Early stage scoliosis is defined by the size of a scoliosis curve, not the age of the patient. You or your child may have early stage scoliosis, or a scoliosis curve that measures 25 degrees or less.
Girls age eight to 14 who have a thin, lanky body shape and have not begun menstruating comprise the majority of early stage scoliosis cases. All severe cases of idiopathic (of unknown cause) adolescent scoliosis (AIS) begin with an early stage development.
It's important to point out that your child's spinal curve is the most prominent symptom of scoliosis, not the cause. AIS stems from a combination of genetic pre-disposition and environmental influences. Its progression is caused by miscommunication between the brain and the muscles supporting the spine. The brain's postural control centers should tell your child's muscles how to respond to gravity while he or she grows to keep his or her spine straight. For reasons yet unknown, these messages aren't sent when your child has scoliosis.
Not all cases of AIS advance, but the chances of progression increase dramatically as the curve increases. A spinal curve measuring up to 19 degrees is considered mild scoliosis, which has the lowest risk of curve progression — a 22 percent probability. The probability of progression jumps to 68 percent once your child's spinal curve reaches 20 degrees. That statistic doesn't apply to adults. We only see the tripled risk in children whose spines are not yet fully developed. The risk of progression further increases to 90 percent when your child's curve reaches 50 degrees. That's why we believe it's imperative to stop scoliosis in the early stages.
No one knows why this dramatic rate of advancement occurs, but researchers suspect it's caused by increased torque from spinal rotation driven by adverse mechanical tension on the central nervous system (the brain and spinal cord). You may think scoliosis causes a one-dimensional curve, but it actually twists the spine around its axis as it progresses. This twisting causes severe torque and more lateral bending and rotation of the spine, like a twisting rubber band. We call this self-feeding loop the "coil-down effect." As the curvature increases, the twisting worsens proportionately.
You may be frustrated by a doctor's advice to monitor your child's curve for six months or a year to see if it progresses rather than treat the mild scoliosis. Many health care professionals don't even consider spinal curves measuring less than 10 degrees to be scoliosis. At ScoliSMART Clinics®, we focus on the high risk patterns of the spinal curvature rather than the size of the curve.
These six steps explain how we treat mild scoliosis proactively:
The treatment goal of ScoliSMART™ Early Stage Scoliosis Intervention is to keep the curve under 20 degrees during your child's growing years and a maximum of 25 degrees at skeletal maturity. There's no cure for AIS. Reducing curves to 10 degrees or smaller (or keeping them below 10 degrees) is the closest we get to a cure at this time.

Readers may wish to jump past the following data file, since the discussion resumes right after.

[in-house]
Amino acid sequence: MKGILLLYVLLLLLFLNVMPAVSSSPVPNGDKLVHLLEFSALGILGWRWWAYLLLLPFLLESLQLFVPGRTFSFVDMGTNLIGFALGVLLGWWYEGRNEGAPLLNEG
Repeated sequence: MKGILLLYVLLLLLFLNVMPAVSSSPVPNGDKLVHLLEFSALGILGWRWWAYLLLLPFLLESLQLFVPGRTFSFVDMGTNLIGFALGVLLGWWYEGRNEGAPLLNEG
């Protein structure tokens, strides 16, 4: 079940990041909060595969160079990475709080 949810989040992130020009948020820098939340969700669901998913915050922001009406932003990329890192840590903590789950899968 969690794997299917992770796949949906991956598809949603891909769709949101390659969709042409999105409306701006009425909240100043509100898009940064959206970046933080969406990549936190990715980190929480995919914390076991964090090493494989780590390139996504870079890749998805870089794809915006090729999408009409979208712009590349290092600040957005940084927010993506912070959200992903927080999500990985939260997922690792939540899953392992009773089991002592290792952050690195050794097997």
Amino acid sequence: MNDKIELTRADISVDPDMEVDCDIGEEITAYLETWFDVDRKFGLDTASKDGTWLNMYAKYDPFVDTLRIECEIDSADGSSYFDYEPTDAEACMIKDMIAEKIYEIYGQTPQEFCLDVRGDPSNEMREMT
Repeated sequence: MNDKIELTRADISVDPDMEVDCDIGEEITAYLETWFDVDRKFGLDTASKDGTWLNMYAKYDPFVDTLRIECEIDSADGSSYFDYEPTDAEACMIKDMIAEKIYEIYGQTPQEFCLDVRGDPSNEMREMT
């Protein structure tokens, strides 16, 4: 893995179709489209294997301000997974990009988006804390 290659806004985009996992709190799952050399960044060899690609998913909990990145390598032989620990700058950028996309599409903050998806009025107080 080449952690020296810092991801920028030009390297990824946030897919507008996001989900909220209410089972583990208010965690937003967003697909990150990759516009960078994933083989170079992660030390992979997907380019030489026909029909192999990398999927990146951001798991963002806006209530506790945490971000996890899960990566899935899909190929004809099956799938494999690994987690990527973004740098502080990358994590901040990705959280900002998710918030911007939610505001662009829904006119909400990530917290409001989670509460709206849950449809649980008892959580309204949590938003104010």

Detecting scoliosis earlier is one of the most important aspects of early intervention. The most widely used scoliosis screening test, the Adam's forward bend test, often misses small curves. Your child basically bends forward at the waist while a doctor or school nurse looks for a bulge in the rib cage on one side, typically the right side. This bulging usually isn't obvious until the spinal curve is moderately advanced to near 30 degrees because that's when the upper spine really begins to rotate. We call the Adam's test the "too late test."
Mild scoliosis creates asymmetrical and distorted posture patterns long before the rib cage rotation is visible. You can detect these patterns by looking for an even line across your child's eyes, shoulders, and hips. Look from the front and the back.
Watching for these signs is especially important if scoliosis runs in your family, as it is hereditary. The more parents, gym teachers, coaches, and school nurses look for slight imbalances in these three lines, the more we will catch mild, early stage scoliosis. You may actually notice that your child's eyes, shoulders, or hips are a bit uneven, but not realize those are scoliosis indicators.
ScoliSMART™ Clinic doctors never recommend waiting and watching because all large curves begin as small curves. Scoliosis is a chronic, progressive disease. It often progresses throughout childhood and into adulthood, so we opt to start lifelong muscle retraining through the Early Stage Scoliosis Intervention (ESSI) program as soon as your child's curve is detected. ESSI is a one-week "Small Curve Camp" program followed by a home exercise program. Thousands of children have had their scoliosis curve reduced and progression stopped with this muscle retraining.
Other mild scoliosis signs:
Have your child examined if you notice any of these signs. A tool called a Scolimeter measures spinal curvature, but x-rays taken by a scoliosis specialist are the most accurate measure of a mild curve; however, the radiology technician needs to be familiar with scoliosis screening to get the best images.
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